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Takatso SAA Deal Cancelled

The South African government has ended its agreement to sell 51% of South African Airways (SAA) to the Takatso Aviation consortium. The termination according to Pravin Gordhan was due to a new market-related valuation of ZAR6.5 billion rand of the national carrier, and a mutual agreement between the parties that there was no clear path forward for the current transaction.

On March 13, Public Enterprises Minister Pravin Gordhan announced the mutual decision by the Department of Public Enterprises (DPE) and Takatso to cancel the existing sale and purchase agreement. Gordhan held a media conference in Cape Town where he briefed the Cabinet on this development. He also blamed Takatso for failing to comply with South Africa's Competition Tribunal's order to ensure its minority partner Global Aviation Operations/Syranix sold off its 20% stake in the consortium after concerns were raised over Global's ownership of domestic competitor Lift Airlines.

"Over some time, we inquired with Takatso if it was executing what the tribunal had asked it to do, and we could not see any evidence of that," Gordhan said.

Global/Syranix director, Gidon Novick, revealed that the minority shareholder found a buyer for its stake in Takatso, including its 10.1% expected share in SAA.

According to the minister, the value of SAA has increased significantly. In 2020, when it was in business rescue and not flying, its evaluation was R2.4 billion. However, in late 2023, it reached a new high of R1 billion for its business and R5.5 billion for its properties. This valuation was based on a professional assessment that took into account the post-Covid economic and market conditions.

Since SAA is a public asset, it is crucial to attach fair value to the 51% sale of the airline. The minister emphasized that public interest must be secured, and SAA must be left in a more sustainable condition than it was when it entered business rescue in late 2019.

"From the new valuations that emerged last year from reputable professional firms, we are convinced, in terms of the numbers available to us, that SAA can sustain itself for the next year to 18 months - and that there are various other ways in which immediate financing can be obtained," Gordhan said. However, he reiterated that "in no way will SAA get money from the Fiscus" going forward. "There's no going back to the past; there is no reliance on government itself. It must run its operations as efficiently and profitably as it can, and sustain itself as we go forward."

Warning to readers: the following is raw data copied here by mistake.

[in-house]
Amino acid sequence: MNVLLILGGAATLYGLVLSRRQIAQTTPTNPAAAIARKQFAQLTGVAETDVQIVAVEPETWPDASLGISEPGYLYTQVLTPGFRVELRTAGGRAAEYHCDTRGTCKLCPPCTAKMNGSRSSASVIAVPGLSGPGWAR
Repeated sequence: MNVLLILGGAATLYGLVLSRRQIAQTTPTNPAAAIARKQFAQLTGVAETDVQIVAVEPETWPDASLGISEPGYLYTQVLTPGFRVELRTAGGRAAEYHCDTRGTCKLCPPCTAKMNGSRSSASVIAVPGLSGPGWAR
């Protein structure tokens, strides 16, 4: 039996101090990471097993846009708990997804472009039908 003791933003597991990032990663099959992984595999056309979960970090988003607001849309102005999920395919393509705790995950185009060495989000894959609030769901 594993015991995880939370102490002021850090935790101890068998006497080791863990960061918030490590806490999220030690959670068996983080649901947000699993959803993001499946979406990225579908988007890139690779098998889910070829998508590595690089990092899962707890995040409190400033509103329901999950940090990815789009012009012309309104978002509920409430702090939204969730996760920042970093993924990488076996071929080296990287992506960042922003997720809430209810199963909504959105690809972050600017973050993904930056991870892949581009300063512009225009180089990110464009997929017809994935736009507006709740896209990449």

The minister has given his assurance that the current and future administration of South Africa will work with the SAA board to ensure that no staff loses their job and that the airline's corporate business plan will continue to be executed. The plan involves the airline's growth from 19 to close on 40 routes in the next five years.

"Similarly, it will have the capacity to lease more aircraft, both for domestic use and within the continent, and for intercontinental flights as well. All of these plans will be rigorously examined with the necessary aviation expertise to ensure that jobs are secure, that the airline is secure, and that there is a future for SAA and its flag to be seen continuously within the country, within the continent, and across continents as well," he concluded.

After the briefing, Takatso confirmed that the sale was terminated by mutual consent. Takatso initiated the termination process on March 8th by indicating its intention to trigger the termination by mutual consent provisions of the parties' share purchase agreement. The Department of Public Enterprises then agreed to the termination.

Takatso has stated that the extended negotiations for a revised transaction structure have resulted in "unacceptable levels of risk and uncertainty". This has led to a significant reduction in the opportunities to invest in the aviation sector, which was one of the objectives of the tie-up. Discussions about the deal and the current value of SAA have been resumed six months ago.

"Takatso has therefore concluded that the revised transaction terms are no longer in the best interests of its stakeholders, especially in light of further, as-yet-unfulfilled transaction closing conditions. These include the cumbersome divestiture conditions imposed by the Competition Tribunal, the need to receive further necessary legal and regulatory approvals, and the repeal of the SAA Act, whose bill was withdrawn from parliament last month."

Takatso has reiterated that the deal is unlikely to be fulfilled by March 31st.

March 31st is the latest date in a series of long stop dates that had been extended multiple times over the past two years. Takatso has reviewed the proposed revised terms and has deemed them to be unfeasible. As a result, the company has decided to halt the process.

According to the cancelled deal, Takatso, which is led by the Black Economic Empowerment firm Harith General Partners, was set to obtain a 51% controlling stake in the SAA Group for a nominal price of R5. This would have been done in exchange for investing R3 billion in operational capital over two years. As per the deal, the government would have received R3 billion worth of preferred shares while retaining a 49% equity stake in the airline. This would have ensured a long-term national interest in the airline.



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